horsetail

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A branching shoot that contains alkaloids, flavonoids, minerals, saponins, silica, and tannins; it is antimicrobial, astringent, diuretic, and hemostatic, and has been used topically for cuts and internally to treat anemia, atherosclerosis, bedwetting, brittle nails and hair, fatigue, fractures, gastric ulcers, kidney stones, prostatitis, respiratory infections—e.g., tuberculosis—urinary tract infections, rheumatic complaints, and other conditions

horse·tail

(hōrs'tāl)
(Equisetum arvense) An herbal remedy purported to have value in wound healing and other internal uses; serious adverse reactions have been reported after its use.

horsetail

see EQUISETUM.
References in periodicals archive ?
Horsetails are homely, in contrast with all the flowering plants that surround them.
The stems of horsetails are "anatomically [...] unique among plants" (Niklas, 1997) (Fig.
Yn Japan mae'n nhw dal i ddefnyddio marchrawn y gaeaf (Equisetum hyemale; rough horsetail).
Otherwise, there was large variation among different species (Table 4), with high levels in horsetails, lousewort, and bottle sedge.
In the old days, people used horsetails for scouring metal pots and pans -- kind of the precursor to Brillo pads back in the day.
Modern versions of horsetails can be found today in the wet areas of Claybrookes Marsh, though they grow to only a fraction of the size of their ancestor.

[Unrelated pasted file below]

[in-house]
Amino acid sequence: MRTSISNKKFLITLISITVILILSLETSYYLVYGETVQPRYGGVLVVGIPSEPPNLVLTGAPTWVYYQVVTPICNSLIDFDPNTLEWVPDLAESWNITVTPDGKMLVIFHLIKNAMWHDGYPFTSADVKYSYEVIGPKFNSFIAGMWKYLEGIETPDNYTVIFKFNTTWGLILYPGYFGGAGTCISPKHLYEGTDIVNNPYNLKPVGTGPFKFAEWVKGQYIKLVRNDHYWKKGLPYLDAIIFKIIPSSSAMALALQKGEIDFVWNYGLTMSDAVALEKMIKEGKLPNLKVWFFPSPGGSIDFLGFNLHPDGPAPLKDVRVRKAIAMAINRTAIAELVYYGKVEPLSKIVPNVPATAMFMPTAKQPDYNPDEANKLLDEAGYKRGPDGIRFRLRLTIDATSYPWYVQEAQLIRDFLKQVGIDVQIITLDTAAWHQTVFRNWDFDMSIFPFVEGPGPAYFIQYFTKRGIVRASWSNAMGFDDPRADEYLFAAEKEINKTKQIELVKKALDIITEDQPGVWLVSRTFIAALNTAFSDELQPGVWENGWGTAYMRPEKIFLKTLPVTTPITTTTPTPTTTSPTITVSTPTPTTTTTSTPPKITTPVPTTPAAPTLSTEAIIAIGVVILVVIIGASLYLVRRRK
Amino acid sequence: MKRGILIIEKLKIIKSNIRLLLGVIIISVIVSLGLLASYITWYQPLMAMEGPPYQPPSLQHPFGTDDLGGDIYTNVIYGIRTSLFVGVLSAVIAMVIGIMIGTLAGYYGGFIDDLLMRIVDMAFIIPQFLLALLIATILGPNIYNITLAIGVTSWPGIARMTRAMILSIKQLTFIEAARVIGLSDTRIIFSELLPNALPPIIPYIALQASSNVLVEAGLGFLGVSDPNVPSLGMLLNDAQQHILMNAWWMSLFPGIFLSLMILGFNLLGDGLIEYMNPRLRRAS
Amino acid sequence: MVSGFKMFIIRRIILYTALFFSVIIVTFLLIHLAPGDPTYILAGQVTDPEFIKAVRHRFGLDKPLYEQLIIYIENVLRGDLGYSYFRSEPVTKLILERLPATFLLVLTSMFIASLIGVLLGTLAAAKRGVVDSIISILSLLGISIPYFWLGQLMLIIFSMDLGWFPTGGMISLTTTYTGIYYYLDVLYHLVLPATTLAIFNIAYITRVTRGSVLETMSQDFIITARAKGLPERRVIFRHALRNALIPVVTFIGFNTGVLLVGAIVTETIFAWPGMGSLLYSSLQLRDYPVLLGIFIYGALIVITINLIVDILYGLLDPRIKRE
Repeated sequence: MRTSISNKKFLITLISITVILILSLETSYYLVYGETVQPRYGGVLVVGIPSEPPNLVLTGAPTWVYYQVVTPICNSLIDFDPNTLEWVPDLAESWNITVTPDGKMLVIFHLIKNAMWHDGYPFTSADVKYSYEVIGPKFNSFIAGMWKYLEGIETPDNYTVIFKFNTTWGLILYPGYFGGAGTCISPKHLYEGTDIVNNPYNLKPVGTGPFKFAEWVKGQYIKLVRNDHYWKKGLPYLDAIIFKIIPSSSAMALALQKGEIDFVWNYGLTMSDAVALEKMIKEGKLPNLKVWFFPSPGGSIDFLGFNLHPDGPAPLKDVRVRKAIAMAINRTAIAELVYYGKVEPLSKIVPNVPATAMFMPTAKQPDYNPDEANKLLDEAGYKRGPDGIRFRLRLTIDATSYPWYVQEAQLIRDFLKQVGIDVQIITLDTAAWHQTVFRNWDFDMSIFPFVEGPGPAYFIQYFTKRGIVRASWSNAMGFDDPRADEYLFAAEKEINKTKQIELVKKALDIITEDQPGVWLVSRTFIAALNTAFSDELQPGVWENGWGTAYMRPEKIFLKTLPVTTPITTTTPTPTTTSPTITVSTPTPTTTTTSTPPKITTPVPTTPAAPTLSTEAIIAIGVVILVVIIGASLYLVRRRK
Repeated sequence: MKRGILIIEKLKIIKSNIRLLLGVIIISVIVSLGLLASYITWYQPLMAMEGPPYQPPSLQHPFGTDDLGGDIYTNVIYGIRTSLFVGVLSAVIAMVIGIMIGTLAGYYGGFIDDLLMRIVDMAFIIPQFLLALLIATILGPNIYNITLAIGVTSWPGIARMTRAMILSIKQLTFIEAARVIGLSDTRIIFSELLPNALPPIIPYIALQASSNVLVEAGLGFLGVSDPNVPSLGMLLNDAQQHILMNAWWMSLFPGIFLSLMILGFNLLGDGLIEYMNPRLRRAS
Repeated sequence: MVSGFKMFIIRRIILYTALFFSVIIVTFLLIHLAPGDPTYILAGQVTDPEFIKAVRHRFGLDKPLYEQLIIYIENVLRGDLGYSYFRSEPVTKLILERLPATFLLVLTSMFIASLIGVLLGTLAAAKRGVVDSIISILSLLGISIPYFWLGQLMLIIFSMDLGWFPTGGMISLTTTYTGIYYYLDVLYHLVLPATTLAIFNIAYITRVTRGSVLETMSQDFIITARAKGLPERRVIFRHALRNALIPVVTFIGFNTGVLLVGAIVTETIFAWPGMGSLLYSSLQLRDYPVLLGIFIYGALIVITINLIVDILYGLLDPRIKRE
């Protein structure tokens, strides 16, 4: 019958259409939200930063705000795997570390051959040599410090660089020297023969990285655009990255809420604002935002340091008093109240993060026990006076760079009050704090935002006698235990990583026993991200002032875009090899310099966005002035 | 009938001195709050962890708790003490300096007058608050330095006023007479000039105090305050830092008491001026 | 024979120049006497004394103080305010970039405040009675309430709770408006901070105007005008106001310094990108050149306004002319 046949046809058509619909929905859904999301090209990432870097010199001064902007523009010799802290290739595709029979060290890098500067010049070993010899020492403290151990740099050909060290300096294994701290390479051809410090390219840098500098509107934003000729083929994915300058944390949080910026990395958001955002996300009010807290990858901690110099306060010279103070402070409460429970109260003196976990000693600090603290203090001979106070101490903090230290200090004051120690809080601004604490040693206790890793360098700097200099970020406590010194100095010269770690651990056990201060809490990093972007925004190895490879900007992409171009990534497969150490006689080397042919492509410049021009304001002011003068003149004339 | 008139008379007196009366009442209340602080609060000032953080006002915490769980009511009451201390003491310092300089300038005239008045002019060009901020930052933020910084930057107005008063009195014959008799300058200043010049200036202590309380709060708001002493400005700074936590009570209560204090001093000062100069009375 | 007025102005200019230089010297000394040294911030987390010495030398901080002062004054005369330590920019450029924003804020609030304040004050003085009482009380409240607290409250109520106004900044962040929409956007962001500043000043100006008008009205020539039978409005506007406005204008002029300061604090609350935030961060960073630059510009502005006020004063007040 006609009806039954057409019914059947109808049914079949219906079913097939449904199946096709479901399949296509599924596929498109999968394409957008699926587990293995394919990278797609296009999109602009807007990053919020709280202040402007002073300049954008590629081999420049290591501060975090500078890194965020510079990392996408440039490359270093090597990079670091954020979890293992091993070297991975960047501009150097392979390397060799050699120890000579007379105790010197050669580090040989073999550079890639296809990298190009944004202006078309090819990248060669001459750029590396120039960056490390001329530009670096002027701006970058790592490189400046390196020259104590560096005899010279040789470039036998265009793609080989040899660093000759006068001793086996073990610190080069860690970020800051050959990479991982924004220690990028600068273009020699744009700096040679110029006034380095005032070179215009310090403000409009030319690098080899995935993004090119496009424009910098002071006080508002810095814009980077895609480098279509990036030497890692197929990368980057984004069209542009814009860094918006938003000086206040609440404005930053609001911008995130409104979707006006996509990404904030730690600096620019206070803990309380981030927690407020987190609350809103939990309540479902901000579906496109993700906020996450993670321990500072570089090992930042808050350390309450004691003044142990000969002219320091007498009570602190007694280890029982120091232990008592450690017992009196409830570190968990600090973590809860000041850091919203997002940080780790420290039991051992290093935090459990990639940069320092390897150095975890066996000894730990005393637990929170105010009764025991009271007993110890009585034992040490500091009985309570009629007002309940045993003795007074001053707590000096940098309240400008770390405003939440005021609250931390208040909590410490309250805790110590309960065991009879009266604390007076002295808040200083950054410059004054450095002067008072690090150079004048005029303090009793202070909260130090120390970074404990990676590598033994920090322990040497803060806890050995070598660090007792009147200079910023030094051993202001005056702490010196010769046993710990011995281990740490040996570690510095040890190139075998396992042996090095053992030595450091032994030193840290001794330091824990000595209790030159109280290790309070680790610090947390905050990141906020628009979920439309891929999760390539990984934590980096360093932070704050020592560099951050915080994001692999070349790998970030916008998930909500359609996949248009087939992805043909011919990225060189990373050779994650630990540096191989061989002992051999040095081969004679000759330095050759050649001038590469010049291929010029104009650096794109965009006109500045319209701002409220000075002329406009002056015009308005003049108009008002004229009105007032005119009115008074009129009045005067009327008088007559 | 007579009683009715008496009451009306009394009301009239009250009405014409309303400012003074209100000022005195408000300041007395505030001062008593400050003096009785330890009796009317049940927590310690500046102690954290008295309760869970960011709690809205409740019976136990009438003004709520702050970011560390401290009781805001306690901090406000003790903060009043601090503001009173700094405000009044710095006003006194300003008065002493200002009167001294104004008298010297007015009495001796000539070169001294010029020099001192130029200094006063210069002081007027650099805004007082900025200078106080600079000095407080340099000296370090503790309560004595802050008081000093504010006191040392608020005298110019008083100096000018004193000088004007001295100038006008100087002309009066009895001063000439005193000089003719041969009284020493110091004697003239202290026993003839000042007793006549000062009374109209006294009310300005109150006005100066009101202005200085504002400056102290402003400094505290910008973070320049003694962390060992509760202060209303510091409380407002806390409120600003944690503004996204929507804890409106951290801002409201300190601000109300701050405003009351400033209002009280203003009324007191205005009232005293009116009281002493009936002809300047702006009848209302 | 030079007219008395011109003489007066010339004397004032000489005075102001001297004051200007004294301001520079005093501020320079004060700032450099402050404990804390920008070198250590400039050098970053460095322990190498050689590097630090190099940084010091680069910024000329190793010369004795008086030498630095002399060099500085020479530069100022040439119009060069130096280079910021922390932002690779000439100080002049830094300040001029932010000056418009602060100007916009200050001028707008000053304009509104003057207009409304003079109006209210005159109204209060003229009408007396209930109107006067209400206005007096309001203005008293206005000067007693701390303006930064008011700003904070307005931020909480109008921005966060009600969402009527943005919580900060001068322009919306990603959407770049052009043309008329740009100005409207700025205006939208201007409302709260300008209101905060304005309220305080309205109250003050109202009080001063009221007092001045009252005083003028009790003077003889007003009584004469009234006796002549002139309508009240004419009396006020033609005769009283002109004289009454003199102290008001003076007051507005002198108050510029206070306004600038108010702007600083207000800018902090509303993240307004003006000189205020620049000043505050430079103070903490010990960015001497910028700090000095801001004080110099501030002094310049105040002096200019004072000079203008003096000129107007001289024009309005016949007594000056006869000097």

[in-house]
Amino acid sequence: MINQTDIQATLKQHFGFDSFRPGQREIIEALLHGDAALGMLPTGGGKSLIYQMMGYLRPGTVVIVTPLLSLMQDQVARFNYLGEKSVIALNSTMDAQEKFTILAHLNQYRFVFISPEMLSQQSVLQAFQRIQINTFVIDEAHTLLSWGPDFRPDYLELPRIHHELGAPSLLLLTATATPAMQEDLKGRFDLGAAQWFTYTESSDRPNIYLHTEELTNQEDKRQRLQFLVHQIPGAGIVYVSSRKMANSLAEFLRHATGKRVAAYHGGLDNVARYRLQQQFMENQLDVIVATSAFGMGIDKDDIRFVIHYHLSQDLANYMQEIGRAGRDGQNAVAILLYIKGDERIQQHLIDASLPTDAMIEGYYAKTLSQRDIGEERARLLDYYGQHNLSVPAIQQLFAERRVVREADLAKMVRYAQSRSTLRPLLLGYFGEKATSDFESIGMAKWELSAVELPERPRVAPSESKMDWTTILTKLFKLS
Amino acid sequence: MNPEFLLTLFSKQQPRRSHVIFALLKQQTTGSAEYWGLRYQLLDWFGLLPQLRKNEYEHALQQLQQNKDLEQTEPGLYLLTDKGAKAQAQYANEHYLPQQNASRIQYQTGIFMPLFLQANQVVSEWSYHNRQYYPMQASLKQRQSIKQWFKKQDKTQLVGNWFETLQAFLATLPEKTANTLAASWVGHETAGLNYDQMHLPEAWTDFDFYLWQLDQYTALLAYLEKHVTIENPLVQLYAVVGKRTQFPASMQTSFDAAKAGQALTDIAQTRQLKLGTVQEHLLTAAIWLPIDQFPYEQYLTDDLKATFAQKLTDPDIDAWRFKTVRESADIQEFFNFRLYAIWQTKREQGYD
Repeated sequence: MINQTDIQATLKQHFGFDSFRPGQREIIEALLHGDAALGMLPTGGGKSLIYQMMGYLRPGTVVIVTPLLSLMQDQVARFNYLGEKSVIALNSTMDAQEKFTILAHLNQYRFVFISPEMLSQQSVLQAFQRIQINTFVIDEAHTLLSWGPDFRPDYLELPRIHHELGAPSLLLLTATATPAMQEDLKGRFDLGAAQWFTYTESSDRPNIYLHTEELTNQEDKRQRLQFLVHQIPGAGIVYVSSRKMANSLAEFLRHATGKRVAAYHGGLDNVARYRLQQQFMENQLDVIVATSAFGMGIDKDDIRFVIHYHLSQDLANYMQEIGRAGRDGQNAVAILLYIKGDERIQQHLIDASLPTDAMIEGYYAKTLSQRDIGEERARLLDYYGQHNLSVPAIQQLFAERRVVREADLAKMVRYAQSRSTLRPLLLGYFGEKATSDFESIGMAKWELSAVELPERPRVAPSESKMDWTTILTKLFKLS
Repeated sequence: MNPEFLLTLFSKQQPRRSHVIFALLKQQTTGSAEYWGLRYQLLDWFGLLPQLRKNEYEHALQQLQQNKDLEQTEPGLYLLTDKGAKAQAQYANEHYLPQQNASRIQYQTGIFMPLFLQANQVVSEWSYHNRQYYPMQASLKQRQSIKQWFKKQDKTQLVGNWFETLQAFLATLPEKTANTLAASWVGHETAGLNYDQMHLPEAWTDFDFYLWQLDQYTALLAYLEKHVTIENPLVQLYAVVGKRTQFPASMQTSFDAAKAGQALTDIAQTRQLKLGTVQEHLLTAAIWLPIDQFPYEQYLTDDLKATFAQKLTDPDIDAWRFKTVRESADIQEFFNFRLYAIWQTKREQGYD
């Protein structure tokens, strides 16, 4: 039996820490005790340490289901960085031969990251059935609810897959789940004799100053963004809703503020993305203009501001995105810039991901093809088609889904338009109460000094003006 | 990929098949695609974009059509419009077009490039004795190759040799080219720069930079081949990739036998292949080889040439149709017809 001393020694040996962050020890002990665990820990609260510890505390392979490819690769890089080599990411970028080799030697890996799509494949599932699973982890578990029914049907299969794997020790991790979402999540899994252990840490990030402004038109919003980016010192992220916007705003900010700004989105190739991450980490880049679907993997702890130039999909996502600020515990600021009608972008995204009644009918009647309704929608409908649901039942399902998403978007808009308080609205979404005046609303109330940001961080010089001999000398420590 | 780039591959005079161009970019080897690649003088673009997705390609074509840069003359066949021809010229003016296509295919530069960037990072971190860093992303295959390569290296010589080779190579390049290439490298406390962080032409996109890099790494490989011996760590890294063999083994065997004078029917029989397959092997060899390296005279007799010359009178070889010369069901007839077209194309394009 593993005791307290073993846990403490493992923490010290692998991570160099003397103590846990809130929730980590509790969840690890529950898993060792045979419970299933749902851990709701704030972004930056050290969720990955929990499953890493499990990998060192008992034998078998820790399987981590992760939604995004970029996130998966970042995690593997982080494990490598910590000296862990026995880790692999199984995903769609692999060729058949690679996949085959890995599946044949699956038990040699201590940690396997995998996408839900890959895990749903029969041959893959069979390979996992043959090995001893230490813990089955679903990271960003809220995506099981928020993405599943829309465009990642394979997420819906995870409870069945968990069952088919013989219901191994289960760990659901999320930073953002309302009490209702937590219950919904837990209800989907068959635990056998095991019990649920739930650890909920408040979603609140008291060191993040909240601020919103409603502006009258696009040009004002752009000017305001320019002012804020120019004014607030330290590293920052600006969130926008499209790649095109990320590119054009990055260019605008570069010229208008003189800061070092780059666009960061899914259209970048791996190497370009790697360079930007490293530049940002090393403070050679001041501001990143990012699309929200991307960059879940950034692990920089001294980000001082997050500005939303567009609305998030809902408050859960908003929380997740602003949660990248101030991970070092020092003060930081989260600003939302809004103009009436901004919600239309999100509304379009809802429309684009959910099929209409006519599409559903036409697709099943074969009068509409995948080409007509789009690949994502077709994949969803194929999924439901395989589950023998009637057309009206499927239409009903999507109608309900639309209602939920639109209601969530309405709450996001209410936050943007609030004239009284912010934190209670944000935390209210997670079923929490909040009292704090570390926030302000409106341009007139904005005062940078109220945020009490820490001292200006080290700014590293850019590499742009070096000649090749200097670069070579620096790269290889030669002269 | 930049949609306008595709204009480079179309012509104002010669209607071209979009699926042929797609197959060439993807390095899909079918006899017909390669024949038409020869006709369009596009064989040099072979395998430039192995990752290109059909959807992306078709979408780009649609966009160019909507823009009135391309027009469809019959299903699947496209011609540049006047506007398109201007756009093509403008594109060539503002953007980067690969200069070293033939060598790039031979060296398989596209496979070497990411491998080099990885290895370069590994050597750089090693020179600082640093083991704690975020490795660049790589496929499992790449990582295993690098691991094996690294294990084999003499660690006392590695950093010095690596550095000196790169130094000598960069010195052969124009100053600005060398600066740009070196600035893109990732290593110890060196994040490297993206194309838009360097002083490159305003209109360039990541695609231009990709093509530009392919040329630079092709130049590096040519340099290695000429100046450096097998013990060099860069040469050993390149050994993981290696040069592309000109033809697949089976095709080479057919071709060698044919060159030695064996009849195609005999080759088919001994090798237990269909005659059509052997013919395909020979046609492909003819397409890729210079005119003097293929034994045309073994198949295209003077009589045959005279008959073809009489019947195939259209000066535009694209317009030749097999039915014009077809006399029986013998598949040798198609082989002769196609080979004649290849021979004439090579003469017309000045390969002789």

Photo: Slippery slide leads to pool Slickened by water, this slide blends into a hillside of boulders, Southern sword ferns, and horsetails. The plastered slide was steel troweled to a glass-slick surface.
Underneath were the flowering shrubs, along with mushrooms, horsetails and ferns, according to Judith Totman Parrish of the University of Arizona at Tucson.
Tall horsetails (Equisetum hyemale) and zebra grass (Miscanthus sinensis 'Zebrinus') make a bog-like screen between the pool and a small hidden deck.
The materials in each Herbarium Constituent are listed in Mirra's nerdy but unequivocal language: "Equisetum arvense &C Equisetum pratense (Field horsetail & Shady horsetail)," for instance.
Horsetail (Equisteum arvense and spp) is one of the plants that has lived on the planet Earth far longer than humankind.